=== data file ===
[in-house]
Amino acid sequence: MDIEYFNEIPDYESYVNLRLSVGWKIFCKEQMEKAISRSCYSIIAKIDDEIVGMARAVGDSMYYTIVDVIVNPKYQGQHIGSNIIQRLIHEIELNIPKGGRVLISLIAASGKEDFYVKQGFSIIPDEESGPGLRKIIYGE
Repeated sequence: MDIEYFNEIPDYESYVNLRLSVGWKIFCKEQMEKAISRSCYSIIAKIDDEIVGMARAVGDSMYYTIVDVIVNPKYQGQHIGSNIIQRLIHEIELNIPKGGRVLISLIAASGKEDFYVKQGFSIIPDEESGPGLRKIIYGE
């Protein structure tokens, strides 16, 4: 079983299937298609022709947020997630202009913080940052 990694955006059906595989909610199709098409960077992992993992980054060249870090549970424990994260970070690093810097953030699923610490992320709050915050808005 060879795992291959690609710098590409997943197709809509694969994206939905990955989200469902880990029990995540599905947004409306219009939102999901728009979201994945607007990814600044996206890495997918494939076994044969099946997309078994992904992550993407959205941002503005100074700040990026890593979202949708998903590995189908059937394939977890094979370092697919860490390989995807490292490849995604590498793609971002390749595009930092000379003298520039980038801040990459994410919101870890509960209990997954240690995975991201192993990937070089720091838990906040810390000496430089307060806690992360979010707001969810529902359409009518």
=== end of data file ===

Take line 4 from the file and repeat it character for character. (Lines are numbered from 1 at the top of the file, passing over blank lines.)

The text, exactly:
């Protein structure tokens, strides 16, 4: 079983299937298609022709947020997630202009913080940052 990694955006059906595989909610199709098409960077992992993992980054060249870090549970424990994260970070690093810097953030699923610490992320709050915050808005 060879795992291959690609710098590409997943197709809509694969994206939905990955989200469902880990029990995540599905947004409306219009939102999901728009979201994945607007990814600044996206890495997918494939076994044969099946997309078994992904992550993407959205941002503005100074700040990026890593979202949708998903590995189908059937394939977890094979370092697919860490390989995807490292490849995604590498793609971002390749595009930092000379003298520039980038801040990459994410919101870890509960209990997954240690995975991201192993990937070089720091838990906040810390000496430089307060806690992360979010707001969810529902359409009518």